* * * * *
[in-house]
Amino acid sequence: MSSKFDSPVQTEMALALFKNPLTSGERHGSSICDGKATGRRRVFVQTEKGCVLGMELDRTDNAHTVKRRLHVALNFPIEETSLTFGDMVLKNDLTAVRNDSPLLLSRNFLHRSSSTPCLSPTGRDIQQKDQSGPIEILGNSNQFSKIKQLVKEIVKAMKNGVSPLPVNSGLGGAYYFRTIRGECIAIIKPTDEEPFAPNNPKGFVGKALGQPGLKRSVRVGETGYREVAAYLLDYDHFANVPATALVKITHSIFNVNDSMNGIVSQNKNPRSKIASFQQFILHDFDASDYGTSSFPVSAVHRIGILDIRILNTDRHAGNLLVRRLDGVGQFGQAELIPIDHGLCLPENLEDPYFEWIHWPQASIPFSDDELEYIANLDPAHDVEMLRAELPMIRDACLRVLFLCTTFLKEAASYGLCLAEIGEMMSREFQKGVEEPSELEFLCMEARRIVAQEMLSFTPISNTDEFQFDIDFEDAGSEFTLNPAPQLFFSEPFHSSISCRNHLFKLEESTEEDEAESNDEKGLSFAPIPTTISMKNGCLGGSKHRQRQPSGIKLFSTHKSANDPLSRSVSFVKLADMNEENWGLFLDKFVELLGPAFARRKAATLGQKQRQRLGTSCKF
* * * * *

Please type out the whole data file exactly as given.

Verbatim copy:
[in-house]
Amino acid sequence: MSSKFDSPVQTEMALALFKNPLTSGERHGSSICDGKATGRRRVFVQTEKGCVLGMELDRTDNAHTVKRRLHVALNFPIEETSLTFGDMVLKNDLTAVRNDSPLLLSRNFLHRSSSTPCLSPTGRDIQQKDQSGPIEILGNSNQFSKIKQLVKEIVKAMKNGVSPLPVNSGLGGAYYFRTIRGECIAIIKPTDEEPFAPNNPKGFVGKALGQPGLKRSVRVGETGYREVAAYLLDYDHFANVPATALVKITHSIFNVNDSMNGIVSQNKNPRSKIASFQQFILHDFDASDYGTSSFPVSAVHRIGILDIRILNTDRHAGNLLVRRLDGVGQFGQAELIPIDHGLCLPENLEDPYFEWIHWPQASIPFSDDELEYIANLDPAHDVEMLRAELPMIRDACLRVLFLCTTFLKEAASYGLCLAEIGEMMSREFQKGVEEPSELEFLCMEARRIVAQEMLSFTPISNTDEFQFDIDFEDAGSEFTLNPAPQLFFSEPFHSSISCRNHLFKLEESTEEDEAESNDEKGLSFAPIPTTISMKNGCLGGSKHRQRQPSGIKLFSTHKSANDPLSRSVSFVKLADMNEENWGLFLDKFVELLGPAFARRKAATLGQKQRQRLGTSCKF